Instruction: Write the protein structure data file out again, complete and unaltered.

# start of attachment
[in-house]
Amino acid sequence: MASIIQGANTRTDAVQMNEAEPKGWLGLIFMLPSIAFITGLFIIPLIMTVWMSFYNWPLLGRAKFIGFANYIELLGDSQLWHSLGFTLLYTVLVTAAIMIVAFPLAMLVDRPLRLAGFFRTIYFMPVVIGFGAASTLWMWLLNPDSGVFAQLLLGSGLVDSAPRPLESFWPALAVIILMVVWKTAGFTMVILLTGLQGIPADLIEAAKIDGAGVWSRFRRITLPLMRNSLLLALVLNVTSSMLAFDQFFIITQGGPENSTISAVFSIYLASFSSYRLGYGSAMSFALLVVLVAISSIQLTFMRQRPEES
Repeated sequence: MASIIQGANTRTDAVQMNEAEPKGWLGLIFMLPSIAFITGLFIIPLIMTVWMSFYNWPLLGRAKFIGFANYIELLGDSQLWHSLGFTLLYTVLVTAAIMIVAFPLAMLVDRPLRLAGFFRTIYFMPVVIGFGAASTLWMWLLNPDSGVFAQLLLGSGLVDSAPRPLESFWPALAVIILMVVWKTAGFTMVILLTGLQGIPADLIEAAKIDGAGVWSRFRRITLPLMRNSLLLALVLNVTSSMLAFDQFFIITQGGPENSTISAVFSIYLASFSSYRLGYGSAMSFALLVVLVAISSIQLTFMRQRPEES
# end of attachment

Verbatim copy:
[in-house]
Amino acid sequence: MASIIQGANTRTDAVQMNEAEPKGWLGLIFMLPSIAFITGLFIIPLIMTVWMSFYNWPLLGRAKFIGFANYIELLGDSQLWHSLGFTLLYTVLVTAAIMIVAFPLAMLVDRPLRLAGFFRTIYFMPVVIGFGAASTLWMWLLNPDSGVFAQLLLGSGLVDSAPRPLESFWPALAVIILMVVWKTAGFTMVILLTGLQGIPADLIEAAKIDGAGVWSRFRRITLPLMRNSLLLALVLNVTSSMLAFDQFFIITQGGPENSTISAVFSIYLASFSSYRLGYGSAMSFALLVVLVAISSIQLTFMRQRPEES
Repeated sequence: MASIIQGANTRTDAVQMNEAEPKGWLGLIFMLPSIAFITGLFIIPLIMTVWMSFYNWPLLGRAKFIGFANYIELLGDSQLWHSLGFTLLYTVLVTAAIMIVAFPLAMLVDRPLRLAGFFRTIYFMPVVIGFGAASTLWMWLLNPDSGVFAQLLLGSGLVDSAPRPLESFWPALAVIILMVVWKTAGFTMVILLTGLQGIPADLIEAAKIDGAGVWSRFRRITLPLMRNSLLLALVLNVTSSMLAFDQFFIITQGGPENSTISAVFSIYLASFSSYRLGYGSAMSFALLVVLVAISSIQLTFMRQRPEES